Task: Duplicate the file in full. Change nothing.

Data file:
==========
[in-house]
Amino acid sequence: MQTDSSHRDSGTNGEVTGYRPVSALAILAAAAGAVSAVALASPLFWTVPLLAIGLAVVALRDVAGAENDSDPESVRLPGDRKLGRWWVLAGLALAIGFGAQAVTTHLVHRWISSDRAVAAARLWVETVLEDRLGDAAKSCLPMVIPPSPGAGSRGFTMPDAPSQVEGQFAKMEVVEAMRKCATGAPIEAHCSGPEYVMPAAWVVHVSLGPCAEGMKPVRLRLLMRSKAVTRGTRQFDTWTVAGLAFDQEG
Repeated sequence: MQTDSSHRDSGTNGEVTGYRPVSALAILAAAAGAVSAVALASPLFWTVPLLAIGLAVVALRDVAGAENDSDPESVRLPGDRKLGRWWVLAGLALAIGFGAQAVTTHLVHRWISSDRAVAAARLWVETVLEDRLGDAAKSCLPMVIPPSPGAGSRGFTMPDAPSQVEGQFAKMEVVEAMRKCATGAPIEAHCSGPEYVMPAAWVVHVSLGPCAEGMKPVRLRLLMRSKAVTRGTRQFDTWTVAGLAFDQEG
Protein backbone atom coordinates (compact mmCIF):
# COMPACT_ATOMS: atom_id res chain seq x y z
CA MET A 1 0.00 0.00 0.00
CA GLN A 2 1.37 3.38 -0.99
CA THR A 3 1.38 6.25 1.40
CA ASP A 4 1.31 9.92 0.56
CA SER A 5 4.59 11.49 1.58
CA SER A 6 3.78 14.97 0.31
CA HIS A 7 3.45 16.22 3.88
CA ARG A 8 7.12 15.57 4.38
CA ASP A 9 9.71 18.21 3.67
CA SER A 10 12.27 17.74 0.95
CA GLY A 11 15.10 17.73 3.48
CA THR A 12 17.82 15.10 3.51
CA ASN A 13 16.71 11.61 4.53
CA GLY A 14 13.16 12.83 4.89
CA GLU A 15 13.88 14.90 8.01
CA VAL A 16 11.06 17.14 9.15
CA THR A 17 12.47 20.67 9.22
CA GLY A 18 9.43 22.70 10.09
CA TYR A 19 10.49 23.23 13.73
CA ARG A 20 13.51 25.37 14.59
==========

[in-house]
Amino acid sequence: MQTDSSHRDSGTNGEVTGYRPVSALAILAAAAGAVSAVALASPLFWTVPLLAIGLAVVALRDVAGAENDSDPESVRLPGDRKLGRWWVLAGLALAIGFGAQAVTTHLVHRWISSDRAVAAARLWVETVLEDRLGDAAKSCLPMVIPPSPGAGSRGFTMPDAPSQVEGQFAKMEVVEAMRKCATGAPIEAHCSGPEYVMPAAWVVHVSLGPCAEGMKPVRLRLLMRSKAVTRGTRQFDTWTVAGLAFDQEG
Repeated sequence: MQTDSSHRDSGTNGEVTGYRPVSALAILAAAAGAVSAVALASPLFWTVPLLAIGLAVVALRDVAGAENDSDPESVRLPGDRKLGRWWVLAGLALAIGFGAQAVTTHLVHRWISSDRAVAAARLWVETVLEDRLGDAAKSCLPMVIPPSPGAGSRGFTMPDAPSQVEGQFAKMEVVEAMRKCATGAPIEAHCSGPEYVMPAAWVVHVSLGPCAEGMKPVRLRLLMRSKAVTRGTRQFDTWTVAGLAFDQEG
Protein backbone atom coordinates (compact mmCIF):
# COMPACT_ATOMS: atom_id res chain seq x y z
CA MET A 1 0.00 0.00 0.00
CA GLN A 2 1.37 3.38 -0.99
CA THR A 3 1.38 6.25 1.40
CA ASP A 4 1.31 9.92 0.56
CA SER A 5 4.59 11.49 1.58
CA SER A 6 3.78 14.97 0.31
CA HIS A 7 3.45 16.22 3.88
CA ARG A 8 7.12 15.57 4.38
CA ASP A 9 9.71 18.21 3.67
CA SER A 10 12.27 17.74 0.95
CA GLY A 11 15.10 17.73 3.48
CA THR A 12 17.82 15.10 3.51
CA ASN A 13 16.71 11.61 4.53
CA GLY A 14 13.16 12.83 4.89
CA GLU A 15 13.88 14.90 8.01
CA VAL A 16 11.06 17.14 9.15
CA THR A 17 12.47 20.67 9.22
CA GLY A 18 9.43 22.70 10.09
CA TYR A 19 10.49 23.23 13.73
CA ARG A 20 13.51 25.37 14.59